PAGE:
Why did you decide to start a health blog?
The first thing that prompted me to blog was a patient whose experience was so horrific I still cross my legs and squint at the memory. She had been for a Brazilian wax that had gone terribly wrong. Treating her with antibiotics and dressings was one thing but when I tried to report the beautician, I discovered that there’s very little protection for consumers under state-based legislation. I decided to blog out my frustration for my patient and warn my then two or three readers about the dangers of an undercooked beautician!
How do you decide what health topics to cover in your blog?
I want to combine the compassion, understanding and hard-to-find answers of the pseudoscientific websites with the solid, scientific, dependable, evidence-based medicine of the more conventional ones.
Are there particular health topics that get consistently high engagement with your readers?
Apart from face to face contact with my patients, I receive questions through my website along with That’s Life, Women’s Health and Practical Parenting magazines. Feedback from our Sunrise and The Morning Show viewers also help give me a good sense of what people are interested in. They ask a lot about issues facing mothers like breast, bottle and dummy-addicted kids, little night owls and of course tiredness.
In your opinion, what are the biggest future health issues facing Australia?
We have the growing burden of chronic diseases like heart disease and diabetes, as well as obesity and malnutrition among some Aussies. But we are also seeing the rising phenomenon of the ‘worried well’. These are people who are absolutely healthy on paper but feel a range of first world complaints such as bloating, fatigue and headaches. Conventional medicine is often failing these people. Probably as a result, Australians are spending close to $5 billion on complementary therapies.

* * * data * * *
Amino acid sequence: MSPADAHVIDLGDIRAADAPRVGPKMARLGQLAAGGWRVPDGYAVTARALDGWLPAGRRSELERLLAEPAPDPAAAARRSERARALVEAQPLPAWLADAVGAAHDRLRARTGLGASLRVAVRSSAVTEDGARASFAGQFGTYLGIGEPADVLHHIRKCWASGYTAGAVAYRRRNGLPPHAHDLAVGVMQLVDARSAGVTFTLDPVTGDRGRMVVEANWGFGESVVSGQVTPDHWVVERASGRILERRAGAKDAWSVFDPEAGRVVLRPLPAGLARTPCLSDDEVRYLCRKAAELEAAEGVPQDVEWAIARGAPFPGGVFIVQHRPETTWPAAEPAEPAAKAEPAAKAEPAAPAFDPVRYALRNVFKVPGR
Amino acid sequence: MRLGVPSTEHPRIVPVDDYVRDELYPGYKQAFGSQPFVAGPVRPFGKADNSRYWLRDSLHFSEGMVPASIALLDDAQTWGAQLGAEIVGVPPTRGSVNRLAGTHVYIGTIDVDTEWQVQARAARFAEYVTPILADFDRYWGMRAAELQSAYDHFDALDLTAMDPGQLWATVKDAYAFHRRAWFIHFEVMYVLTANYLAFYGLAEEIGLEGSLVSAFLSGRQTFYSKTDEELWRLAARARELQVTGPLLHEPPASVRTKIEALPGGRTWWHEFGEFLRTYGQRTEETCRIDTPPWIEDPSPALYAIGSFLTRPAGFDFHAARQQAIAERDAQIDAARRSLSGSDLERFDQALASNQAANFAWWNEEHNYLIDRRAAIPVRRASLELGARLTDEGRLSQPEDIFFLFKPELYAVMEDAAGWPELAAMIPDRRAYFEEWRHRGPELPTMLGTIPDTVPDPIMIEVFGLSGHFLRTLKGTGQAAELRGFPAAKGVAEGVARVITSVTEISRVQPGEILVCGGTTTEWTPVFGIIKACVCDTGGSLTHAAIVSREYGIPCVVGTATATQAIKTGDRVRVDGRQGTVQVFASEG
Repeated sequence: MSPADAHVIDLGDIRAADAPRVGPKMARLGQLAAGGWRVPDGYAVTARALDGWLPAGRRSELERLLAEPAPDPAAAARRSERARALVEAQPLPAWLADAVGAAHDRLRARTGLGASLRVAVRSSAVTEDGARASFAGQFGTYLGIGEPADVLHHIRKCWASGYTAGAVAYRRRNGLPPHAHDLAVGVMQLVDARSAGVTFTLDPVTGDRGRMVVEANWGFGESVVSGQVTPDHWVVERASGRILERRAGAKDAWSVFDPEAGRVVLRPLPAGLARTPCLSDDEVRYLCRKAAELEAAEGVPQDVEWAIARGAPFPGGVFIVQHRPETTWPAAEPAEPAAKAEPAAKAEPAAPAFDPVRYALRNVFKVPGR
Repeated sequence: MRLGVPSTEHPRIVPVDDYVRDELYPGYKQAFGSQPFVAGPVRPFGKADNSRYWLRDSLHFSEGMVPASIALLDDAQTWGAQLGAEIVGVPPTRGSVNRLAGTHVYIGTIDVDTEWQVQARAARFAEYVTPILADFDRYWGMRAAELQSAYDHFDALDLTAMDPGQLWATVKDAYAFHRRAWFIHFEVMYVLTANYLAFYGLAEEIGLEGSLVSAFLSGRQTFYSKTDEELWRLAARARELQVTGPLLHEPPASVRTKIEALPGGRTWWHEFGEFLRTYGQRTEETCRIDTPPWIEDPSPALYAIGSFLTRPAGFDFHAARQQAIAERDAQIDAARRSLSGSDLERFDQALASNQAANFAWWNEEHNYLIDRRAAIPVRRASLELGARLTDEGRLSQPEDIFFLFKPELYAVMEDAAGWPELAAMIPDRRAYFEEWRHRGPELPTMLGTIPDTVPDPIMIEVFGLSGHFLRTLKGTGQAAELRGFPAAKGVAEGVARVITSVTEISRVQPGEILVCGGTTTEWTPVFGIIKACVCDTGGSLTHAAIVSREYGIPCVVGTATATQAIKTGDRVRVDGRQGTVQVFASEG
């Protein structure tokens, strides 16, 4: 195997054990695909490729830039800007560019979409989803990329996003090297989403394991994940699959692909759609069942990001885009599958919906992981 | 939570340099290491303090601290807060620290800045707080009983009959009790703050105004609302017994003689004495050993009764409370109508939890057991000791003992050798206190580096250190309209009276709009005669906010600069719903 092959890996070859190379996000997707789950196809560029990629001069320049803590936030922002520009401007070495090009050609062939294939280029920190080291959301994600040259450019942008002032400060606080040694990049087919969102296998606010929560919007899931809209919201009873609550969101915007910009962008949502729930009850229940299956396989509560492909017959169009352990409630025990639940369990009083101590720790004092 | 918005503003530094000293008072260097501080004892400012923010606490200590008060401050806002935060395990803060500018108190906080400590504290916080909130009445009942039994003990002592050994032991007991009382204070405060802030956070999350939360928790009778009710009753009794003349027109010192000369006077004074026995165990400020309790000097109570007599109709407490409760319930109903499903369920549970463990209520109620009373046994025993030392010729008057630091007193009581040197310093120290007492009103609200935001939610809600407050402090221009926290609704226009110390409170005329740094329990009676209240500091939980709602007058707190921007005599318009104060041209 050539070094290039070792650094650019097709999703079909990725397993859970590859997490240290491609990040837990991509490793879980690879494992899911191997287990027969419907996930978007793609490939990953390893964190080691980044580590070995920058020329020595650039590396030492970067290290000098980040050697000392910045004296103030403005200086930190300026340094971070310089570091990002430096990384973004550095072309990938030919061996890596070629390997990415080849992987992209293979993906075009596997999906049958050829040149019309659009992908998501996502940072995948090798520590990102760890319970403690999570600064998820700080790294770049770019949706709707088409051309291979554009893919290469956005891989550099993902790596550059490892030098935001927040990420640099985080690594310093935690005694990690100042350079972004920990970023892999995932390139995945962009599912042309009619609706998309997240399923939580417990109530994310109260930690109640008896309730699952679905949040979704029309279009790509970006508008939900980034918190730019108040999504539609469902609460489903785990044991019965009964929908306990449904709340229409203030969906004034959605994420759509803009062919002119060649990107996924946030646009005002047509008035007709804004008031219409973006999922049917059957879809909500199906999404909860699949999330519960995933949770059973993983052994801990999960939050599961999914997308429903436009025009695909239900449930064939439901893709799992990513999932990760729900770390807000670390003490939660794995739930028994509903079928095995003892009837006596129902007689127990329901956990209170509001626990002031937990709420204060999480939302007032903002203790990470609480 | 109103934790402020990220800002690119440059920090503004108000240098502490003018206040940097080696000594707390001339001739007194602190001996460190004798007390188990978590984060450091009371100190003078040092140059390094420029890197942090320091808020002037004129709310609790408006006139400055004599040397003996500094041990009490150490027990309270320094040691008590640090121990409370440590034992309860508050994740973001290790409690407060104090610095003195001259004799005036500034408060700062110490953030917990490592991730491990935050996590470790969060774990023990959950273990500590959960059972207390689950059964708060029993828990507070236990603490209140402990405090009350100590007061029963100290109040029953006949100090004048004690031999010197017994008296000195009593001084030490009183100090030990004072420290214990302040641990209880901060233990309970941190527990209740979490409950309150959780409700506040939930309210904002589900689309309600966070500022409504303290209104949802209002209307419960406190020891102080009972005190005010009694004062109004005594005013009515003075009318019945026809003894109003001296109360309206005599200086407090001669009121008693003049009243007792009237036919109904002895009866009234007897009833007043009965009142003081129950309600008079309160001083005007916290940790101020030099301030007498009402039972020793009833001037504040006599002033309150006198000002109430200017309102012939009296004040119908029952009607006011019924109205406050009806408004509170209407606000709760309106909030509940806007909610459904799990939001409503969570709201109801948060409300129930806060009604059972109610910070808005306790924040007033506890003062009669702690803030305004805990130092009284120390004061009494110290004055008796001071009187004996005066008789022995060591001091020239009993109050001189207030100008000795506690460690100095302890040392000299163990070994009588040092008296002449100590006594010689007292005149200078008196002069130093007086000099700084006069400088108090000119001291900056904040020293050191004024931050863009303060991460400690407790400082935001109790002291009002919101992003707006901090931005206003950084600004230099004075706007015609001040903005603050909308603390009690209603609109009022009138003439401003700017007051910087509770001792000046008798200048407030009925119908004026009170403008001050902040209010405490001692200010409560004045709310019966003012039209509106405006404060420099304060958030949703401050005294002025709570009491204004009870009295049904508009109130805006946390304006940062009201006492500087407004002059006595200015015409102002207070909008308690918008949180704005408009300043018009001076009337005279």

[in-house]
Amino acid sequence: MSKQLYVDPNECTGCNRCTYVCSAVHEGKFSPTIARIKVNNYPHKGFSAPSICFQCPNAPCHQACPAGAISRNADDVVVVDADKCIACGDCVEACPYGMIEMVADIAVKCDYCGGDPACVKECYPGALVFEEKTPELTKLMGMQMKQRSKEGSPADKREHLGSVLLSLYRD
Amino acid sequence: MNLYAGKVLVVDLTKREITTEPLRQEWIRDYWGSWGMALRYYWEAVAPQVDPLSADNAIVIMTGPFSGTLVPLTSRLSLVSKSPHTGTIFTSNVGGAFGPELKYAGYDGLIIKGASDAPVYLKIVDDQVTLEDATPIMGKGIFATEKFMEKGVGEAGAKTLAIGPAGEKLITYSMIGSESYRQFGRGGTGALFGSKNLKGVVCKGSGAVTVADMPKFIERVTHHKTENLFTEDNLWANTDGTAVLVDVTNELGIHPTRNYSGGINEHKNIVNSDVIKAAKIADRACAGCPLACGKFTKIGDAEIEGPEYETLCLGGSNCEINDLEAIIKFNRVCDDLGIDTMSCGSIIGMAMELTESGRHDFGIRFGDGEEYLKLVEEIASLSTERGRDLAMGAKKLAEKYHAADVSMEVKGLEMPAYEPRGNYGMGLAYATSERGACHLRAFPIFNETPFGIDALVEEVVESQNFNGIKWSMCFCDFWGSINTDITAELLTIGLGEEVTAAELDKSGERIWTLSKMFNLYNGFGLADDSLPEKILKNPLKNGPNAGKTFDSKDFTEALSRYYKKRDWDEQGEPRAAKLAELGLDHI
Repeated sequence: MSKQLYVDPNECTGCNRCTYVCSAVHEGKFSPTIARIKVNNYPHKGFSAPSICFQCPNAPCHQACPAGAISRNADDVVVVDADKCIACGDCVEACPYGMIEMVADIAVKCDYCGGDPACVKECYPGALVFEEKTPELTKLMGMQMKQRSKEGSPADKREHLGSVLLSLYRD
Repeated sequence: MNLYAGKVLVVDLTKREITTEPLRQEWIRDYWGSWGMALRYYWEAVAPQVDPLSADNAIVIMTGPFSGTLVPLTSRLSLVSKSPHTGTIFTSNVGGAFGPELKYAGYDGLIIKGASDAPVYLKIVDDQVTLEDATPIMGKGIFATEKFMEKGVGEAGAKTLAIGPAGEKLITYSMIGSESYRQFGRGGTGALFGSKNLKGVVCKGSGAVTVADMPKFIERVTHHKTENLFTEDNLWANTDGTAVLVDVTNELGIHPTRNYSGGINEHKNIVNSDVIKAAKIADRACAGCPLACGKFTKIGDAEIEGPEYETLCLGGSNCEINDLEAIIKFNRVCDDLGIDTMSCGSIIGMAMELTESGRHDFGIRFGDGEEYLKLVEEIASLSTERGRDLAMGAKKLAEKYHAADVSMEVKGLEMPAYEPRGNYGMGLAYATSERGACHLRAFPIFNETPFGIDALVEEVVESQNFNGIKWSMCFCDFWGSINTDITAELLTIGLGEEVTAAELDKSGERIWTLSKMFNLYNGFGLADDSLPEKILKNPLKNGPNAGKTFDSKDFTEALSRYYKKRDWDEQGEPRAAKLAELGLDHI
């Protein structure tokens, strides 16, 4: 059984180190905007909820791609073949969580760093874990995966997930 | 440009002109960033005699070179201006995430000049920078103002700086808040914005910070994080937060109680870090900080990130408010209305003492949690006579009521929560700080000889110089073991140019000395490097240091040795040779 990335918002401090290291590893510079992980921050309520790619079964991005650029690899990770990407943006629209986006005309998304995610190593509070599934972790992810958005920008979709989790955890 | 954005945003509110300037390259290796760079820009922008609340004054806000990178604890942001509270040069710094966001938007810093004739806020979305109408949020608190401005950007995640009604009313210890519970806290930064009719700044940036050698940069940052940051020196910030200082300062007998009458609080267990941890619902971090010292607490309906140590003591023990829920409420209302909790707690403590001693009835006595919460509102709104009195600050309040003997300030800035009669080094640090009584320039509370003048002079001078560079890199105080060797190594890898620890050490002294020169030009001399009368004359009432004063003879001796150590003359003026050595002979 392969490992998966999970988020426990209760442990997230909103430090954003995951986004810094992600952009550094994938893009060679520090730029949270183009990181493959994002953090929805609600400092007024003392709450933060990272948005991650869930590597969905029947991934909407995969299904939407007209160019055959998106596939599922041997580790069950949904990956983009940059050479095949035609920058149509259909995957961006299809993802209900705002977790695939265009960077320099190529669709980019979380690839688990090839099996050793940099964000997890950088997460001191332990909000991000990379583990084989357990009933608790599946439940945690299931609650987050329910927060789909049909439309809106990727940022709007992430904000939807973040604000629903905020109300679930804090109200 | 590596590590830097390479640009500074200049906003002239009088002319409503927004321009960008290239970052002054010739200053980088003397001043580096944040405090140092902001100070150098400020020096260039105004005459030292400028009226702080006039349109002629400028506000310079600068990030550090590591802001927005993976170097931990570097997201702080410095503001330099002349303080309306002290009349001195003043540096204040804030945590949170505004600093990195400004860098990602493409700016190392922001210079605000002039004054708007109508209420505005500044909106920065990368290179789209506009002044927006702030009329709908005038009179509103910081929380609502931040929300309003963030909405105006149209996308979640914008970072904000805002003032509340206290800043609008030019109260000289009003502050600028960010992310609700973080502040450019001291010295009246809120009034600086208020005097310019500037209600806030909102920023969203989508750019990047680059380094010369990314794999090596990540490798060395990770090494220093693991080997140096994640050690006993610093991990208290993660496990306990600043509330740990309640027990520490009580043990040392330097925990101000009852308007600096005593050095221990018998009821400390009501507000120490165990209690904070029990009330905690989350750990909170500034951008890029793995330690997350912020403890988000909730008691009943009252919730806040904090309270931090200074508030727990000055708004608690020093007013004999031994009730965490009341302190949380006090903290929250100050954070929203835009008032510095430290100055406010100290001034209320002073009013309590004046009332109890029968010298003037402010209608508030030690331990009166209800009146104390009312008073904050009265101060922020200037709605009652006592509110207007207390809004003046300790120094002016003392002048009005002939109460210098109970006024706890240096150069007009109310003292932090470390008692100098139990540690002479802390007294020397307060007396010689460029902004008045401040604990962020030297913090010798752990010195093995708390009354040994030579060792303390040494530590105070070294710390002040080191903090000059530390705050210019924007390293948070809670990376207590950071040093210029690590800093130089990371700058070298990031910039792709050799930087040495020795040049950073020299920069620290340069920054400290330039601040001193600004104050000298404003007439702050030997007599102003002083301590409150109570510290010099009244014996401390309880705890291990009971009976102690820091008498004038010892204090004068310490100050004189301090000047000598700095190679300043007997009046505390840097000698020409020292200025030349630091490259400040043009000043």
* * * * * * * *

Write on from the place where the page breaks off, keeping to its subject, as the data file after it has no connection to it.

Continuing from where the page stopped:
How has digital publishing and the internet influenced the way we access health information?
This is the era of empowerment of the people. It gives every one of us (doctors included) better access to information of all shades and colours. Given that higher health literacy is linked to better health outcomes, you’ve got to love these opportunities for wellness. But there’s a whole heap of bunk out there, too. It’s a double-edged sword….
What are your top three tips for people to live for better health?
1. Get to sleep. I know you’re busy but make scheduling enough sleep your top priority
2. Get out of your four walls and go for a walk. Get into your local community, get some sunshine on your face, meet up with a friend and have fun while you’re getting active
3. Laugh. Life will throw you lots of opportunities to mumble and groan. Grab every prospect of a smile and giggle with both hands and milk it for all it’s worth.
Visit Dr Ginn’s blog at drginni.com.au